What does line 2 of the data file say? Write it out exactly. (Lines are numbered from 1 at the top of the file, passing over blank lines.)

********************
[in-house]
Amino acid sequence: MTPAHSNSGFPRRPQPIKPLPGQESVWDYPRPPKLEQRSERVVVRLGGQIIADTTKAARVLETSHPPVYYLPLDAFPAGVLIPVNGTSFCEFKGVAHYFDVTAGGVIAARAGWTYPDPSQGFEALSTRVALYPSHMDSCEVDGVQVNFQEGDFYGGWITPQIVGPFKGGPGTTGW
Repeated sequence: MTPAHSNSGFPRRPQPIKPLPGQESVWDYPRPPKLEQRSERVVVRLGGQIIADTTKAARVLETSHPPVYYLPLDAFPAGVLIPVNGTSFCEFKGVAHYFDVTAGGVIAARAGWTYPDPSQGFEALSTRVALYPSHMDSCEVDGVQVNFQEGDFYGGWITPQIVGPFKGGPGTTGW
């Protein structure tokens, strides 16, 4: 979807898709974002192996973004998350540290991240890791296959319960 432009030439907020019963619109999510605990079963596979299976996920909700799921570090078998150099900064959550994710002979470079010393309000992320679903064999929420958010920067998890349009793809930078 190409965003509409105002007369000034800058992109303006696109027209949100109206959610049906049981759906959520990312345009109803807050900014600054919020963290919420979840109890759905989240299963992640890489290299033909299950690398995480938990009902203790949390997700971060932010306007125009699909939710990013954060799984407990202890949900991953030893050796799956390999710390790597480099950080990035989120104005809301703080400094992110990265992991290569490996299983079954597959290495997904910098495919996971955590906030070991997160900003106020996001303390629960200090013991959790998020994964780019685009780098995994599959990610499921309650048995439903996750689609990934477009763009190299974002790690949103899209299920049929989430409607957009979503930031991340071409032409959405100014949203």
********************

Amino acid sequence: MTPAHSNSGFPRRPQPIKPLPGQESVWDYPRPPKLEQRSERVVVRLGGQIIADTTKAARVLETSHPPVYYLPLDAFPAGVLIPVNGTSFCEFKGVAHYFDVTAGGVIAARAGWTYPDPSQGFEALSTRVALYPSHMDSCEVDGVQVNFQEGDFYGGWITPQIVGPFKGGPGTTGW